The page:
★ The Princess Of Canterbury Story :
In days of yore, when this country was governed by several sovereigns, amongst them was the King of Canterbury, who had an only daughter, wise, fair, and beautiful. She was unmarried, and according to a custom not unusual in those days, of assigning an arbitrary action for the present of a lady’s hand, the king issued a proclamation that whoever would watch one night with his daughter, and neither sleep nor doze, should have her the next day in marriage; but if he did either, he should lose his head. Many knights attempted to fulfil the condition, and, having failed in the attempt, forfeited their lives.
Now it happened that a young shepherd, grazing his flock near the road, said to his master, “Zur, I zee many gentlemen ride to the court at Canterbury, but I ne’er zee ’em return again.” “O, shepherd,” said his master, “I know not how you should, for they attempt to watch with the king’s daughter, according to the decree, and not performing it, they are all beheaded.” “Well,” said the shepherd, “I’ll try my vorton; zo now vor a king’s daughter, or a headless shepherd!” And taking his bottle and bag, he trudged to the court. In his way thither, he was obliged to cross a river, and pulling off his shoes and stockings, while he was passing over he observed several pretty fish bobbing against his feet; so he caught some, and put them into his pocket.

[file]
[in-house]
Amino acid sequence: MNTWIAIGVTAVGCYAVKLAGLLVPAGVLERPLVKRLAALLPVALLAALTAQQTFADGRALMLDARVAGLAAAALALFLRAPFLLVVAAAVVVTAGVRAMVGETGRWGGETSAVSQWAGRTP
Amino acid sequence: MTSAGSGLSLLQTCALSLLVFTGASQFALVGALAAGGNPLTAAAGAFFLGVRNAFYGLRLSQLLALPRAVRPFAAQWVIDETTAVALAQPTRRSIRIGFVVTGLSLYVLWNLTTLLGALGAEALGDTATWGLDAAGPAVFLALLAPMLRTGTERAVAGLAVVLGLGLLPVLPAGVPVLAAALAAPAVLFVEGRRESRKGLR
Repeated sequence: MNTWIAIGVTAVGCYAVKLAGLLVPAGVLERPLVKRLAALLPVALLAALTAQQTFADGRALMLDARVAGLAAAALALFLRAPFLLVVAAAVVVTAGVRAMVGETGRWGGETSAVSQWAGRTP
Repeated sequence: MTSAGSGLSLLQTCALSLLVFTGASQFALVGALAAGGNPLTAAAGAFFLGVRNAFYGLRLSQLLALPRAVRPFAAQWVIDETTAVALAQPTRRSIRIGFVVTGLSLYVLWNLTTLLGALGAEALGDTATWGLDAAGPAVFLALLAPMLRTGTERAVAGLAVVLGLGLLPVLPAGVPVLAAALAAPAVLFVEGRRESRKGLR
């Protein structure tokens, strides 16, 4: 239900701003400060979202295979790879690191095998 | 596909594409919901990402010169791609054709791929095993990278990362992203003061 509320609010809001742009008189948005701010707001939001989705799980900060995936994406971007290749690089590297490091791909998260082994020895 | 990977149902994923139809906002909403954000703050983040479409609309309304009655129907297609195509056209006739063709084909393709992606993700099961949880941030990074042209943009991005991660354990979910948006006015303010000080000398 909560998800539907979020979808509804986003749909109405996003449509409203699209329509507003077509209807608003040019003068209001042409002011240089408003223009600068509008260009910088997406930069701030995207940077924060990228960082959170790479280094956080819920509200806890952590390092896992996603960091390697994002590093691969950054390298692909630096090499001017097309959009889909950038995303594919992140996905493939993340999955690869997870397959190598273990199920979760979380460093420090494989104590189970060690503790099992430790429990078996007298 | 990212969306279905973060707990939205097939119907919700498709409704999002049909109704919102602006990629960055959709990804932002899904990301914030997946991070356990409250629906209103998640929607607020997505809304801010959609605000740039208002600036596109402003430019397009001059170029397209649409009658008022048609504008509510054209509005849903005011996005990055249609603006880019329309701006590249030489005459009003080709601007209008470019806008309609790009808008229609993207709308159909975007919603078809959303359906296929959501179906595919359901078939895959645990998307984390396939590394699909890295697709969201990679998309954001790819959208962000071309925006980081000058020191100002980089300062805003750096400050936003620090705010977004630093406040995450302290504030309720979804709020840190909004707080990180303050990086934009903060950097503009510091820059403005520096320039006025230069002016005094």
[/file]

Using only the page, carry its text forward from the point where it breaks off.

When he reached the palace, he knocked at the gate loudly with his crook, and having mentioned the object of his visit, he was immediately conducted to a hall, where the king’s daughter sat ready prepared to receive her lovers. He was placed in a luxurious chair, and rich wines and spices were set before him, and all sorts of delicate meats. The shepherd, unused to such fare, eat and drank plentifully, so that he was nearly dozing before midnight. “O shepherd,” said the lady, “I have caught you napping!” “Noa, sweet ally, I was busy a-feeshing.” “A-fishing!” said the princess in the utmost astonishment: “Nay, shepherd, there is no fish-pond in the hall.” “No matter vor that, I have been feeshing in my pocket, and have just caught one.” “Oh me!” said she, “let me see it.”
The shepherd slily drew the fish out of his pocket, and pretending to have caught it, showed it her, and she declared it was the finest she ever saw. About half an hour afterwards, she said, “Shepherd, do you think you could get me one more?” He replied, “Mayhap I may, when I have baited my hook;” and after a little while he brought out another, which was finer than the first, and the princess was so delighted that she gave him leave to go to sleep, and promised to excuse him to her father.
In the morning the princess told the king, to his great astonishment, that the shepherd must not be beheaded, for he had been fishing in the hall all night; but when he heard how the shepherd had caught such beautiful fish out of his pocket, he asked him to catch one in his own. The shepherd readily undertook the task, and bidding the king lie down, he pretended to fish in his pocket, having another fish concealed ready in his hand, and giving him a sly prick with a needle, he held up the fish, and showed it to the king. His majesty did not much relish the operation, but he assented to the marvel of it, and the princess and shepherd were united the same day, and lived for many years in happiness and prosperity.
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Where the Wild Things Are